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Welcome Guest

What can I do With My MBA ?








MBA students are a very diverse group and these web pages will inevitably not be able to address every individual student’s queries and concerns. You should look on them as a starting point and follow it up by using the various information sources to which they will refer you and by bringing any specific queries to us in the Careers Advisory Service.


  • … is strongly affected by the state of the global economy, particularly at the time of writing, with a 25% of companies not planning to hire MBAs in 2009*
  • … is, like MBAs themselves, very international
  • … includes a wide range of employers, with areas such as FMCG, pharmaceuticals, diversified industrial groups and even the public and voluntary sectors currently recruiting more actively than finance and consultancy (which have traditionally been the largest recruiters of MBAs)*
  • Many MBA students return, at least initially, to their previous employer (who may have sponsored them through the course)
  • The average salary for MBAs in 2008 ranged from approximately £60 – 75K (not including bonuses and other variable earnings)**
  • Approximately 12000 MBAs graduate each year from UK business schools alone
  • Much depends on the individual student – their experience and their skills – as well as their MBA

*MBA direct    **AMBA


The above figures, of course, are very broad generalisations. The opportunities open to you, as an individual with an MBA degree, will vary according to what you want from your future career and what you have to offer employers. These factors may include:

  • Your reasons for doing an MBA – to develop your present career or to change direction?
  • The nature and extent of your previous employment experience;
  • The type of employment, and/or employer, that you are seeking to enter in future;
  • Personal factors, such as preferences for a particular geographical location, family considerations or (for non-EU students seeking employment in the UK and also for EU students seeking employment outside the EU) the likelihood of being able to obtain a work permit;
  • Your interests, values and personal skills.

It is therefore important to assess yourself on all these criteria before deciding on your next step.


The transferable skills derived from study for an MBA include the following:

  • Academic achievement: demonstrates application and high standards of performance;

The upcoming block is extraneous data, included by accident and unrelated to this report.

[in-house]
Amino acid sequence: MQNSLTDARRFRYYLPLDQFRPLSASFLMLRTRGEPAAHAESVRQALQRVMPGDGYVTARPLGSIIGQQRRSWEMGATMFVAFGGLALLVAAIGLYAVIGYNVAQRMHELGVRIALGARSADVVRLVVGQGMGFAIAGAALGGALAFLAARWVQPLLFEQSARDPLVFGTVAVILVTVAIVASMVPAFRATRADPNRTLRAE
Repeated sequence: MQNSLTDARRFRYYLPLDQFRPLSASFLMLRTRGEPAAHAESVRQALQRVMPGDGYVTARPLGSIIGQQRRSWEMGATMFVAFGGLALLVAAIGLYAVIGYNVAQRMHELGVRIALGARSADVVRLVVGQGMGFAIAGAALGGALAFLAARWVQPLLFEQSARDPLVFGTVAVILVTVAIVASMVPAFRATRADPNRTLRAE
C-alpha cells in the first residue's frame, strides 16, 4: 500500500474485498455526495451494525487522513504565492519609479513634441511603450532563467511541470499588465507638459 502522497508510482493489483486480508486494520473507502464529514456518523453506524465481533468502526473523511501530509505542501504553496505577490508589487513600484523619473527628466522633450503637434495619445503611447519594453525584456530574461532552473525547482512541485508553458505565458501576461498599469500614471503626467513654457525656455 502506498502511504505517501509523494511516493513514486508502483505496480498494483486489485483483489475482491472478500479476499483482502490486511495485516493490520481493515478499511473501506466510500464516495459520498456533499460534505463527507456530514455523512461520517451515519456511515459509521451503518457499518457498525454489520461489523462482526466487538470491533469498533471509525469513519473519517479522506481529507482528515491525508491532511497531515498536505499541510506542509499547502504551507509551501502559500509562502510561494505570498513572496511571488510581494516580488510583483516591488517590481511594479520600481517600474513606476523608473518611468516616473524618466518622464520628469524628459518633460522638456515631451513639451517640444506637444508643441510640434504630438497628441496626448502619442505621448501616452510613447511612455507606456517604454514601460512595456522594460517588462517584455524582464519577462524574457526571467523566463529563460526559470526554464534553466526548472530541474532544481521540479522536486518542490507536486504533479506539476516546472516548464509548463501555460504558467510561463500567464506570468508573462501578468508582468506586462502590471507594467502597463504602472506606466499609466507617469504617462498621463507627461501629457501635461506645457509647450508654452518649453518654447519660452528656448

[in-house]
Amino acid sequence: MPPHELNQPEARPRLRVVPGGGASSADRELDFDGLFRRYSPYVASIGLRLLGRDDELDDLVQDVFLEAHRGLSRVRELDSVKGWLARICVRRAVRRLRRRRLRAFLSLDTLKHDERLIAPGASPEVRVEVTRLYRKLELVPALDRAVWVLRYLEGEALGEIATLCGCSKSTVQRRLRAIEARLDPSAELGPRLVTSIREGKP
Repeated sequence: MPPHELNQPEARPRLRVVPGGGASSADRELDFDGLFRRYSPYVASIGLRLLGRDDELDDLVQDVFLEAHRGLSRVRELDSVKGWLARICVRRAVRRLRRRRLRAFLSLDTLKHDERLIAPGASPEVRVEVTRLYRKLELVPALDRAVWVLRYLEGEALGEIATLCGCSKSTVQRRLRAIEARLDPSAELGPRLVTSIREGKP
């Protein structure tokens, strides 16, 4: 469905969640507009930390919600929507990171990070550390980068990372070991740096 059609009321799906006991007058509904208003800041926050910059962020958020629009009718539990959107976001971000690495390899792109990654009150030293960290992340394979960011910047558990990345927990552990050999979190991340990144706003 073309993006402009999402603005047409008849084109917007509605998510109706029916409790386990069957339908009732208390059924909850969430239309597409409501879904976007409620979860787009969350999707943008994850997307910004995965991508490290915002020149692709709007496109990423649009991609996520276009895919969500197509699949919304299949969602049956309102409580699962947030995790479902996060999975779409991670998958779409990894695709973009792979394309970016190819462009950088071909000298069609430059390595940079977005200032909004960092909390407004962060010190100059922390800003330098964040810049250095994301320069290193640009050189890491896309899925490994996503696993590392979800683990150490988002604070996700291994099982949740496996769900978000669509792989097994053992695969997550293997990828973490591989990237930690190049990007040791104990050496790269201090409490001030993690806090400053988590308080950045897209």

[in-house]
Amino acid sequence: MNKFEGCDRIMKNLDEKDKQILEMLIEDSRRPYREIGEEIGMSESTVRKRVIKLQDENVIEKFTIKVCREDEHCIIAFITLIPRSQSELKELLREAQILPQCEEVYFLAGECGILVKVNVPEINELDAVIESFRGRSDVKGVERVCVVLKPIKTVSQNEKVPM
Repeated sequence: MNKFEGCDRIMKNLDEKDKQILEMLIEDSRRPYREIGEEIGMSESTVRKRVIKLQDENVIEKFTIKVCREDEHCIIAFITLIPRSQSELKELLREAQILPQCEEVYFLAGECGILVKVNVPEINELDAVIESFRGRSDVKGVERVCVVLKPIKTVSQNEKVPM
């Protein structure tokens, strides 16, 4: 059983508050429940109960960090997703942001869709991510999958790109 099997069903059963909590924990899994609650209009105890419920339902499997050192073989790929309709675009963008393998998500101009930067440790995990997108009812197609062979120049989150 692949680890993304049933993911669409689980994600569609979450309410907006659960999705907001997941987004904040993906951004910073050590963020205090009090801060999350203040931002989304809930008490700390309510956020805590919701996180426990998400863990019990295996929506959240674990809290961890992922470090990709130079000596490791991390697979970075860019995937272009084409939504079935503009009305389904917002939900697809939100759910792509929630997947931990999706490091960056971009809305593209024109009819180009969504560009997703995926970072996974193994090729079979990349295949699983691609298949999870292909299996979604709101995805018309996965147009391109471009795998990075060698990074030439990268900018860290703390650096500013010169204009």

• Communication skills: listening, speaking carefully and clearly, the ability to put across your arguments fluently in writing; 
  • Analysis: distinguishing relevant from irrelevant information, identifying issues and problems;
  • Commitment: seriousness of purpose, demonstrated both by taking time out from your career on a reduced salary (or no salary) in order to improve your qualifications and by combining work and part-time study;
  • Practicality: realism, ability to set attainable goals;
  • Maturity: tenacity, independence, organisation;
  • Decisiveness: fact-finding skills, clarity, judgement, courage;
  • Intellectual creativity: the ability to develop new concepts and ideas;
  • Capacity for hard work: embodying self-motivation, self-discipline and time management;
  • Group skills: teamwork, leadership, ability to motivate others;
  • The mastery of IT skills: knowledge of statistical packages, spreadsheets, databases and programming languages;
  • Cross-cultural awareness: working with fellow-students from many different nationalities and backgrounds.

In addition to the skills outlined above you are likely to have developed the following skills to a high level through an MBA and through previous employment:

1.    The ability to overcome difficulties and to solve problems;

2.    To be independent and to have developed the skill of managing your own time and work;

3.    To be capable of original and creative thought;

4.    To argue your case with logic and not to be easily dissuaded by the views of others.


Our Employability Skills pages contain more information about skills and will help you to analyse your own skills.


Below, we list some destinations of past MBA graduates from Kent Business School. The KBS site www.kent.ac.uk/kbs/alumni_spotlight.php?page_id=95 gives further insights into the careers of some of your predecessors.

Over the last three years the destinations of postgraduates in Business related subjects have broken down as follows:


In employment

90 %

Further full-time study

1.4 %

Time out/Unavailable

2.6 %


4 %


2 %

(Figures from HESA www.prospects.ac.uk/links/wdgd )

Many students are likely to have taken these courses as part of work-based learning and returned to their previous employer upon completing their studies, or remained with them during their course.

“ It is not possible to separate out MBAs from other MA degrees in this area, but it can be assumed that MBAs are a very significant group in this area”

Examples of jobs and postgraduate study entered by recent MBA graduates from the University of Kent


Finance sector:


Talbot Underwriting

Business Analyst

Morgan Stanley

Investment Data Analyst

Sea France

Finance Controller

Deutsche Bank AG

Third Party Contract Manager

Systems corporation

Financial Controller